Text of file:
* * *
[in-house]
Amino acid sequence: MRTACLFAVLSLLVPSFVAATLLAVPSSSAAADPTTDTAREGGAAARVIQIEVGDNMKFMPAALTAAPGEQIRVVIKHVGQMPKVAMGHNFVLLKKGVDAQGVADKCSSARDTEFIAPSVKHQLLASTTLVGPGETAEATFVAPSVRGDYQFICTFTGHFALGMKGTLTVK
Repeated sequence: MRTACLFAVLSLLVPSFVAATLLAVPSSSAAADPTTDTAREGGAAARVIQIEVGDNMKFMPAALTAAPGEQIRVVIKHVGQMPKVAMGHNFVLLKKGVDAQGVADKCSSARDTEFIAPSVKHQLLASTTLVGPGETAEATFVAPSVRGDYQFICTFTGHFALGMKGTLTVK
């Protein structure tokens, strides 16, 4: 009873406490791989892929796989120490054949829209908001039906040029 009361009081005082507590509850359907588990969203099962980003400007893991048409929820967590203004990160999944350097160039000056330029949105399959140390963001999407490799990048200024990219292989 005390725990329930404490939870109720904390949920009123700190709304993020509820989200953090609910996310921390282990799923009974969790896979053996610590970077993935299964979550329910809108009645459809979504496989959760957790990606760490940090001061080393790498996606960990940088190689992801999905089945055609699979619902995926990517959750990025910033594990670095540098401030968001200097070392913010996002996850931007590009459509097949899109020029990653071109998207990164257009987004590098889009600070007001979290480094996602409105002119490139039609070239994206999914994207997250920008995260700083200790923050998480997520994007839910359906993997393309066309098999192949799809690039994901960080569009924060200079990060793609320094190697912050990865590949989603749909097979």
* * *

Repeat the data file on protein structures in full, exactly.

[in-house]
Amino acid sequence: MRTACLFAVLSLLVPSFVAATLLAVPSSSAAADPTTDTAREGGAAARVIQIEVGDNMKFMPAALTAAPGEQIRVVIKHVGQMPKVAMGHNFVLLKKGVDAQGVADKCSSARDTEFIAPSVKHQLLASTTLVGPGETAEATFVAPSVRGDYQFICTFTGHFALGMKGTLTVK
Repeated sequence: MRTACLFAVLSLLVPSFVAATLLAVPSSSAAADPTTDTAREGGAAARVIQIEVGDNMKFMPAALTAAPGEQIRVVIKHVGQMPKVAMGHNFVLLKKGVDAQGVADKCSSARDTEFIAPSVKHQLLASTTLVGPGETAEATFVAPSVRGDYQFICTFTGHFALGMKGTLTVK
């Protein structure tokens, strides 16, 4: 009873406490791989892929796989120490054949829209908001039906040029 009361009081005082507590509850359907588990969203099962980003400007893991048409929820967590203004990160999944350097160039000056330029949105399959140390963001999407490799990048200024990219292989 005390725990329930404490939870109720904390949920009123700190709304993020509820989200953090609910996310921390282990799923009974969790896979053996610590970077993935299964979550329910809108009645459809979504496989959760957790990606760490940090001061080393790498996606960990940088190689992801999905089945055609699979619902995926990517959750990025910033594990670095540098401030968001200097070392913010996002996850931007590009459509097949899109020029990653071109998207990164257009987004590098889009600070007001979290480094996602409105002119490139039609070239994206999914994207997250920008995260700083200790923050998480997520994007839910359906993997393309066309098999192949799809690039994901960080569009924060200079990060793609320094190697912050990865590949989603749909097979």